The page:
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The Habitat Restoration Needs plan was created for the protection of Central and Southwest Florida’s water and wildlife through habitat restoration, conservation, and effective management. The partnership works together toward a common vision using landscape-level recommendations and maps from the project to meet natural systems needs while balancing other land use needs in the region. These include community needs such as land for development and economic growth, agriculture, water supply, and flood reduction. A strategic and opportunistic approach will minimize the impacts of threats in this area such as construction of transportation corridors, new development, and climate change. During the process, stakeholders from a variety of perspectives were involved in implementation, from municipal land use and transportation planners to ecologists and environmental land managers. National Estuary Programs are uniquely positioned as a collaborative of governmental, non-profit, and community partners pooling resources to research, plan and implement this type of regional project. Planning for the future also needs to account for habitat shifts that may occur in response to climate change. The project modeled habitat migration in response to sea level rise and also evaluated how climate will be impactful in other ways for non-tidal inland areas. Looking at habitat migration by examining effects on evapotranspiration, rainfall, and future hydrological conditions will be a helpful planning tool for managing and preserving strategic natural areas for partners in upper reaches of the watershed, especially as municipalities continue to build to accommodate growth. While many are focused on sea level rise, National Estuary Programs work regionally and could step in to fill research gaps, taking the lead on examining climate impacts throughout the watershed, and helping partners to make strategic decisions for the future to meet increased needs across the spectrum.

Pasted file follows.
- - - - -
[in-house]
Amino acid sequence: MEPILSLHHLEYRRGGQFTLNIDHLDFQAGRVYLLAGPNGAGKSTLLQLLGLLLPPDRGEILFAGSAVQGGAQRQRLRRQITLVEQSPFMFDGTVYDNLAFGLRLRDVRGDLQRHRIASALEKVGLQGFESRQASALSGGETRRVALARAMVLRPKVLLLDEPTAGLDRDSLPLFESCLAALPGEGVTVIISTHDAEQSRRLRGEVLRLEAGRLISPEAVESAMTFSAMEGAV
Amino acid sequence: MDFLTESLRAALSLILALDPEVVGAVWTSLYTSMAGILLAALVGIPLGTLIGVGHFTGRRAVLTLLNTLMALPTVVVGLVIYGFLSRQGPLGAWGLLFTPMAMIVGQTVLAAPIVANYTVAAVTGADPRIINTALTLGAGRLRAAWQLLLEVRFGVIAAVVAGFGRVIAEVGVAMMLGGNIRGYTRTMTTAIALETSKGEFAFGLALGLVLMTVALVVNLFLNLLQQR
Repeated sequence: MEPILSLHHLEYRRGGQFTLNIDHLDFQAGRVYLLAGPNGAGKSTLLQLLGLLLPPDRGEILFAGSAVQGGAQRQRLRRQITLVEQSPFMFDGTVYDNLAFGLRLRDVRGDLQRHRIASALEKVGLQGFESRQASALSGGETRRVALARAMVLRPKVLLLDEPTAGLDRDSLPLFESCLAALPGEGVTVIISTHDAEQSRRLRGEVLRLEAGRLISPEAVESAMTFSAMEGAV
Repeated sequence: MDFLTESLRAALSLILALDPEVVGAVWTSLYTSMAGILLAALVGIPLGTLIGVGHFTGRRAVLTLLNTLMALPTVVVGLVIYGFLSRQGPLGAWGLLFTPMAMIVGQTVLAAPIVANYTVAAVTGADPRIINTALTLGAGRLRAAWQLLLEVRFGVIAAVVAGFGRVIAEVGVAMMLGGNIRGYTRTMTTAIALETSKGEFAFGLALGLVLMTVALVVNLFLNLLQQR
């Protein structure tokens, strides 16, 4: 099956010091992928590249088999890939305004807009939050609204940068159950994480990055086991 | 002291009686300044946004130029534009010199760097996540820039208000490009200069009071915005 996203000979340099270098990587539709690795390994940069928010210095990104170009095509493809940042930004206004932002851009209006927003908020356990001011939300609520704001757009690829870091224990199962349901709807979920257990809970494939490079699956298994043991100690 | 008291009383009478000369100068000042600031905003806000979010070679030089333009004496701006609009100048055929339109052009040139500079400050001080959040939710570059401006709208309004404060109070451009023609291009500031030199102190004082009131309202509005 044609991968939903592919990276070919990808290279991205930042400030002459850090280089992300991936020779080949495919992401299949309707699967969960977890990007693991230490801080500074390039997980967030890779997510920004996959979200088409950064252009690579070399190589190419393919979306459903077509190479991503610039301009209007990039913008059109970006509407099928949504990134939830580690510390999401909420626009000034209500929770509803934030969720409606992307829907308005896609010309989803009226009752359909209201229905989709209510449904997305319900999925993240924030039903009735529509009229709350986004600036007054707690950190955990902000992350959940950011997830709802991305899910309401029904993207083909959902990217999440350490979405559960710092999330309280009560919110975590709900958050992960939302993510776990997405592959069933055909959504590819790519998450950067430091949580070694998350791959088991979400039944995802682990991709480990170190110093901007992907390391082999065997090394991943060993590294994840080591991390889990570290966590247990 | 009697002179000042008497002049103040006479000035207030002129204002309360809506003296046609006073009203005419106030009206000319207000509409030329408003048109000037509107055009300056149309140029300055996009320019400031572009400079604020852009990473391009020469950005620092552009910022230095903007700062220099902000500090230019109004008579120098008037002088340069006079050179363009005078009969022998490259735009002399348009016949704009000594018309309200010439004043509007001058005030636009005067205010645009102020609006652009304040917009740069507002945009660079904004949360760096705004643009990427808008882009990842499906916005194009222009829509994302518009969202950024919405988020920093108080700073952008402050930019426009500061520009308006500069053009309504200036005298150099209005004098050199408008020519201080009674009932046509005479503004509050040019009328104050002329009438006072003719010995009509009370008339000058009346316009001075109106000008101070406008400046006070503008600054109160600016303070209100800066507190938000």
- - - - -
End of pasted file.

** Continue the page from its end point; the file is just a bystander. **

Supporting Water Resources Planning through Long-Term Hydrological Monitoring in Texas Bays and Estuaries

Zulimar Lucena, U.S. Geological Survey
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The U.S. Geological Survey (USGS), in cooperation with the Texas Water Development Board and the Texas General Land Office, has established the Texas Coastal Hydrologic Monitoring Program to support water resources planning. The USGS Texas Coastal Hydrologic Monitoring Program combines the collection of continuous and discrete streamflow and water-quality data to support calibration and validation of estuarine hydrodynamic and salinity transport models and provide data that informs on the role that freshwater inflow plays in supporting habitats and estuarine productivity. Continuous water-quality data (temperature and specific conductance at a minimum) are collected at eight USGS monitoring stations in Galveston Bay, Matagorda Bay, and Sabine Lake. Four additional USGS water-quality monitoring stations will be installed at existing Texas Coastal Ocean Observation Network stations during 2022–23 to support coastal management and resiliency activities. In addition to continuous water-quality monitoring stations, continuous streamflow data and discrete nutrient and suspended-sediment samples are collected from five major river basins that empty into bays and estuaries in the Texas coast. These data are used to assess the variability and timing of freshwater, nutrient, and sediment delivery into bays and estuaries. In these five major basins the USGS also implements sediment surrogate techniques to estimate suspended-sediment concentration and loads on a continuous basis based on turbidity or acoustic backscatter data. The combination of multiple monitoring activities provides short-term and long-term datasets from which changes in water quality over time can be studied to help inform restoration and resiliency efforts and a variety of water resource management decisions.

California Coastal Commission Whale Tail Grant Program Equity Analysis

Korrin Davis, California Coastal Commission